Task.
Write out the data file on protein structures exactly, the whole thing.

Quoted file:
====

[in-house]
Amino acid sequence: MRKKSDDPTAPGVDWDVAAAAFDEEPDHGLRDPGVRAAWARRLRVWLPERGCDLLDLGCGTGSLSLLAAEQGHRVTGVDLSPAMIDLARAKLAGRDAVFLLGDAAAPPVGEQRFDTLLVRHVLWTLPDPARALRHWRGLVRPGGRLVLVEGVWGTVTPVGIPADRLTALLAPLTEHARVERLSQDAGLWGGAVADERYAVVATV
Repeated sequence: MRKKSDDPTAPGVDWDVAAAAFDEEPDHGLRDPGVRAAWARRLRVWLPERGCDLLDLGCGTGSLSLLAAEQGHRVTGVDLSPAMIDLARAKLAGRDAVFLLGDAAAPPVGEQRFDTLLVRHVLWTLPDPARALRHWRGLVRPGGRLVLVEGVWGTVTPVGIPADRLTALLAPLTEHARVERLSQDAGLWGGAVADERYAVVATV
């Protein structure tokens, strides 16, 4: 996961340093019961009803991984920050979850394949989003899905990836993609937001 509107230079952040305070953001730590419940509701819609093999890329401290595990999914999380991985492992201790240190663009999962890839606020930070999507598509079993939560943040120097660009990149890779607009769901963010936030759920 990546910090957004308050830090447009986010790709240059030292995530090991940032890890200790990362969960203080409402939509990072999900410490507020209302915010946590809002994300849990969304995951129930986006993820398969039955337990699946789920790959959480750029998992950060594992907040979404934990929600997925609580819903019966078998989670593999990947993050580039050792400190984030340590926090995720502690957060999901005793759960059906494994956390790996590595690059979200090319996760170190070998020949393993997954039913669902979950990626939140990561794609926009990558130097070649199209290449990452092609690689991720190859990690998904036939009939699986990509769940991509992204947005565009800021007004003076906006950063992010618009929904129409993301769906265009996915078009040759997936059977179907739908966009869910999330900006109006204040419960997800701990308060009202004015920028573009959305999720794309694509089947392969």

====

[in-house]
Amino acid sequence: MRKKSDDPTAPGVDWDVAAAAFDEEPDHGLRDPGVRAAWARRLRVWLPERGCDLLDLGCGTGSLSLLAAEQGHRVTGVDLSPAMIDLARAKLAGRDAVFLLGDAAAPPVGEQRFDTLLVRHVLWTLPDPARALRHWRGLVRPGGRLVLVEGVWGTVTPVGIPADRLTALLAPLTEHARVERLSQDAGLWGGAVADERYAVVATV
Repeated sequence: MRKKSDDPTAPGVDWDVAAAAFDEEPDHGLRDPGVRAAWARRLRVWLPERGCDLLDLGCGTGSLSLLAAEQGHRVTGVDLSPAMIDLARAKLAGRDAVFLLGDAAAPPVGEQRFDTLLVRHVLWTLPDPARALRHWRGLVRPGGRLVLVEGVWGTVTPVGIPADRLTALLAPLTEHARVERLSQDAGLWGGAVADERYAVVATV
């Protein structure tokens, strides 16, 4: 996961340093019961009803991984920050979850394949989003899905990836993609937001 509107230079952040305070953001730590419940509701819609093999890329401290595990999914999380991985492992201790240190663009999962890839606020930070999507598509079993939560943040120097660009990149890779607009769901963010936030759920 990546910090957004308050830090447009986010790709240059030292995530090991940032890890200790990362969960203080409402939509990072999900410490507020209302915010946590809002994300849990969304995951129930986006993820398969039955337990699946789920790959959480750029998992950060594992907040979404934990929600997925609580819903019966078998989670593999990947993050580039050792400190984030340590926090995720502690957060999901005793759960059906494994956390790996590595690059979200090319996760170190070998020949393993997954039913669902979950990626939140990561794609926009990558130097070649199209290449990452092609690689991720190859990690998904036939009939699986990509769940991509992204947005565009800021007004003076906006950063992010618009929904129409993301769906265009996915078009040759997936059977179907739908966009869910999330900006109006204040419960997800701990308060009202004015920028573009959305999720794309694509089947392969």